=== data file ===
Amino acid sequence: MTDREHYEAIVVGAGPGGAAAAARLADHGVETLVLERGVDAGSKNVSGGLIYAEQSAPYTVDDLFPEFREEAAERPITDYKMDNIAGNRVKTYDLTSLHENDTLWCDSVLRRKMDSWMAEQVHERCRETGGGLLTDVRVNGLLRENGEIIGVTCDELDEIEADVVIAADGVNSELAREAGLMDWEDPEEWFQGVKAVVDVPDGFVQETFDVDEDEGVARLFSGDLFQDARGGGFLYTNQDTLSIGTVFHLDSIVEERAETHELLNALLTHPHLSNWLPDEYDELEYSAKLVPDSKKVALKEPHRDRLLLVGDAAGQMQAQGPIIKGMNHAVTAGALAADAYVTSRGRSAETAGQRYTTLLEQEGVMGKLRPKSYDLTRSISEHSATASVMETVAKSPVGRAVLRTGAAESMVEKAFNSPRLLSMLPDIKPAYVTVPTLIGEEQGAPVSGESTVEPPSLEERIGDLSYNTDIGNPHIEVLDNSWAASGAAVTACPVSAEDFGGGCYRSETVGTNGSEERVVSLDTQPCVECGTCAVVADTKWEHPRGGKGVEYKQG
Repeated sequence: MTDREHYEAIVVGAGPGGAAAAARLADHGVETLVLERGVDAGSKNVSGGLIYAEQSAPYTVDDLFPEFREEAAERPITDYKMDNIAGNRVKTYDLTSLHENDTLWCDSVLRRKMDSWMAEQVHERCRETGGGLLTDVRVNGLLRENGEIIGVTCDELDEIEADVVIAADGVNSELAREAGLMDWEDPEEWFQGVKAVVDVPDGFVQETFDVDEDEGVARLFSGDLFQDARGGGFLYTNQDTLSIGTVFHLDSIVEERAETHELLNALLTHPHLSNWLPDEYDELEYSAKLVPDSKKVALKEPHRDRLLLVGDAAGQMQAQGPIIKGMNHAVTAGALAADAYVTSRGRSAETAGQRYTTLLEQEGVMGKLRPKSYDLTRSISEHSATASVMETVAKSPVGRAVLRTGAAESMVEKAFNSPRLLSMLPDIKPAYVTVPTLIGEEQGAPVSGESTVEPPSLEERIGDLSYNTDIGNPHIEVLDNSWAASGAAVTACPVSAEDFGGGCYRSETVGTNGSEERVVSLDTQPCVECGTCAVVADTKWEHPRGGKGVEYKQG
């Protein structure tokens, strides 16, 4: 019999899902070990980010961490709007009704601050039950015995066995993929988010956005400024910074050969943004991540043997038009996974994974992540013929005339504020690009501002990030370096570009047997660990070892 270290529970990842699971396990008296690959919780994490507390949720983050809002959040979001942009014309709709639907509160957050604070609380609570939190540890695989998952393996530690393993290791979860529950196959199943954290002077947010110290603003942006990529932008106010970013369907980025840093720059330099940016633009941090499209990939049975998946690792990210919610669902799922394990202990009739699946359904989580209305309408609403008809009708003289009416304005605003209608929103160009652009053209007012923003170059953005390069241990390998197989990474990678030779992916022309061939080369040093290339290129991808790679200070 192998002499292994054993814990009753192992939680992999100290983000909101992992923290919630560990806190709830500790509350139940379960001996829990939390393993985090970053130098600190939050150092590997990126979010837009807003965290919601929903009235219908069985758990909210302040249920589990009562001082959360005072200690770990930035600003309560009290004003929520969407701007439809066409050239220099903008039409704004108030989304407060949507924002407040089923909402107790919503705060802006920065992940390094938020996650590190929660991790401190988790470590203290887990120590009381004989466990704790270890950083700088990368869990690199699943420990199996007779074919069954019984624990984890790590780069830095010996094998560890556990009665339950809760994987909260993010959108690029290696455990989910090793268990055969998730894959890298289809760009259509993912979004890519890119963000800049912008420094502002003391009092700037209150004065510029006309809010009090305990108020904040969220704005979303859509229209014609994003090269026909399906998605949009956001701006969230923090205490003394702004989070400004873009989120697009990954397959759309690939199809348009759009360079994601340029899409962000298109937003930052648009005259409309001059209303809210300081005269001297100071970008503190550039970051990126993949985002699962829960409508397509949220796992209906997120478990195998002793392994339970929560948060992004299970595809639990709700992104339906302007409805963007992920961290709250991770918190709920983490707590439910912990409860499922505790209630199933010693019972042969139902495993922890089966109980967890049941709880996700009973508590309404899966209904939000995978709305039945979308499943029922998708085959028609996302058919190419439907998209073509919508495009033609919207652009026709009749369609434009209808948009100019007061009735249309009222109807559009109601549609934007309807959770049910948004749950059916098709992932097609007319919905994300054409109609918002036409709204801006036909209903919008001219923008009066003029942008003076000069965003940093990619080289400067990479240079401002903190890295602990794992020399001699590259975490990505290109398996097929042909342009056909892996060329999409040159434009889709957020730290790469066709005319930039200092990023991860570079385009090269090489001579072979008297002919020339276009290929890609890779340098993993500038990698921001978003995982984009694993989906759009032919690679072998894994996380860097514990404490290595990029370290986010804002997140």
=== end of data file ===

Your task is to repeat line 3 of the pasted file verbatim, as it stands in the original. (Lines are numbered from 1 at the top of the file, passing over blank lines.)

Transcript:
């Protein structure tokens, strides 16, 4: 019999899902070990980010961490709007009704601050039950015995066995993929988010956005400024910074050969943004991540043997038009996974994974992540013929005339504020690009501002990030370096570009047997660990070892 270290529970990842699971396990008296690959919780994490507390949720983050809002959040979001942009014309709709639907509160957050604070609380609570939190540890695989998952393996530690393993290791979860529950196959199943954290002077947010110290603003942006990529932008106010970013369907980025840093720059330099940016633009941090499209990939049975998946690792990210919610669902799922394990202990009739699946359904989580209305309408609403008809009708003289009416304005605003209608929103160009652009053209007012923003170059953005390069241990390998197989990474990678030779992916022309061939080369040093290339290129991808790679200070 192998002499292994054993814990009753192992939680992999100290983000909101992992923290919630560990806190709830500790509350139940379960001996829990939390393993985090970053130098600190939050150092590997990126979010837009807003965290919601929903009235219908069985758990909210302040249920589990009562001082959360005072200690770990930035600003309560009290004003929520969407701007439809066409050239220099903008039409704004108030989304407060949507924002407040089923909402107790919503705060802006920065992940390094938020996650590190929660991790401190988790470590203290887990120590009381004989466990704790270890950083700088990368869990690199699943420990199996007779074919069954019984624990984890790590780069830095010996094998560890556990009665339950809760994987909260993010959108690029290696455990989910090793268990055969998730894959890298289809760009259509993912979004890519890119963000800049912008420094502002003391009092700037209150004065510029006309809010009090305990108020904040969220704005979303859509229209014609994003090269026909399906998605949009956001701006969230923090205490003394702004989070400004873009989120697009990954397959759309690939199809348009759009360079994601340029899409962000298109937003930052648009005259409309001059209303809210300081005269001297100071970008503190550039970051990126993949985002699962829960409508397509949220796992209906997120478990195998002793392994339970929560948060992004299970595809639990709700992104339906302007409805963007992920961290709250991770918190709920983490707590439910912990409860499922505790209630199933010693019972042969139902495993922890089966109980967890049941709880996700009973508590309404899966209904939000995978709305039945979308499943029922998708085959028609996302058919190419439907998209073509919508495009033609919207652009026709009749369609434009209808948009100019007061009735249309009222109807559009109601549609934007309807959770049910948004749950059916098709992932097609007319919905994300054409109609918002036409709204801006036909209903919008001219923008009066003029942008003076000069965003940093990619080289400067990479240079401002903190890295602990794992020399001699590259975490990505290109398996097929042909342009056909892996060329999409040159434009889709957020730290790469066709005319930039200092990023991860570079385009090269090489001579072979008297002919020339276009290929890609890779340098993993500038990698921001978003995982984009694993989906759009032919690679072998894994996380860097514990404490290595990029370290986010804002997140």